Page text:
PYNQ Radio


The goal of this project is to explore the PYNQ platform and open-source framework along with the open-source GNURadio software. GNURadio is a suite of signal processing blocks written in C++/python that can be connected together to implement varying functionality such as software defined radios, filters, etc. These blocks are designed to run on general purpose CPUs which provide only limited computational efficiency. Some of these blocks can benefit from hardware acceleration by offloading the blocks to FPGAs. The PYNQ platform has both ARM CPU as well as FPGA and so is suitable for our goals. We have chosen FM Receiver as the application to be accelerated with the WBFM receiver block as the block to be offloaded on to the FPGA. Apart from implementing the said functionality we also document the steps of the entire process since there is currently limited documentation available for the PYNQ platform.


General purpose processors are great when it comes to performing decision based control tasks, however they are not suitable for performing large quantities of repetitive data-processing tasks since they have fixed functional units which can perform only a single operation at a time. This is where "hardware accelerators" such as FPGAs come in. FPGAs (Field Programmable Gate Arrays) allow you to "program" the hardware so that you can support a number of specific functional units as required by the application and perform a large number of computations in parallel.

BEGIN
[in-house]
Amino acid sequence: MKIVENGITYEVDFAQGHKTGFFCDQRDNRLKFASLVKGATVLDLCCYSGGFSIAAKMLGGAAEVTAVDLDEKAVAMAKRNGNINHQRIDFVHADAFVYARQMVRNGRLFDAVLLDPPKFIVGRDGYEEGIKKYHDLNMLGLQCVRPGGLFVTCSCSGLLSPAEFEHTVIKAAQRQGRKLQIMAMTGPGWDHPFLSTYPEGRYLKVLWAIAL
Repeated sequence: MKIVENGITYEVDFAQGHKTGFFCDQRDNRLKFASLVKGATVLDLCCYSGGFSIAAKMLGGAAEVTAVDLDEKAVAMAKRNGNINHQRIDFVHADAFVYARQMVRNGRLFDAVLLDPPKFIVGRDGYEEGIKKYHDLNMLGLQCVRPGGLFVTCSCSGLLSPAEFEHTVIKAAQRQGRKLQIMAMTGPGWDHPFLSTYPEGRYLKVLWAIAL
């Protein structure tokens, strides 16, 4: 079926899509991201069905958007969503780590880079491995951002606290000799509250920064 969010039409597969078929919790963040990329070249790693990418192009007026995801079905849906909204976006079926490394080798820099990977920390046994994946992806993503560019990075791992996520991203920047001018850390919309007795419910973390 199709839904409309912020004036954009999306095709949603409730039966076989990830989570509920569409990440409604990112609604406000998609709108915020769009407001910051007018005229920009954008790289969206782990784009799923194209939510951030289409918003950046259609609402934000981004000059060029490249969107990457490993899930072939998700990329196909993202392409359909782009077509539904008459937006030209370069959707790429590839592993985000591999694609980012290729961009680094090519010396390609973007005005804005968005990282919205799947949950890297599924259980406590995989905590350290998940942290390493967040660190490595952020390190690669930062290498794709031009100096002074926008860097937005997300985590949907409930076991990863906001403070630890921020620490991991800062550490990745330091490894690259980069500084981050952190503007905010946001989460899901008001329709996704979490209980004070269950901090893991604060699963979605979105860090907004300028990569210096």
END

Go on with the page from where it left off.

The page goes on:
Thus, the ideal method is to optimally balance both these solutions. The main processor can provide the FPGA with the appropriate data and instruct it to execute its task. The FPGA can perform its tasks in parallel while the processor is free to do something else. When the task has completed, the FPGA can signal the processor which then retrieves the required results.


Our project entails taking a computationally intensive software application, identifying the compute-heavy part, and "offload" that part to dedicated hardware (FPGA), in order to make the resulting application (a combination of software and hardware) much more efficient in terms of computation and energy. The final application would have the lighter part running in software and the compute-intensive part running on dedicated hardware, i.e. the application would run on a heterogenous platform.

One such heterogenous platform is the Xilinx Zynq - which integrates a general purpose processor (ARM CPU) with an FPGA from Xilinx. After programming the FPGA, it exclusively executes the application it was programmed for. Thus, there is a lot more scope for parallelism and efficient design (tailored to the application) while using an FPGA. This leads to significant performance and energy benefits, and is known as "hardware acceleration".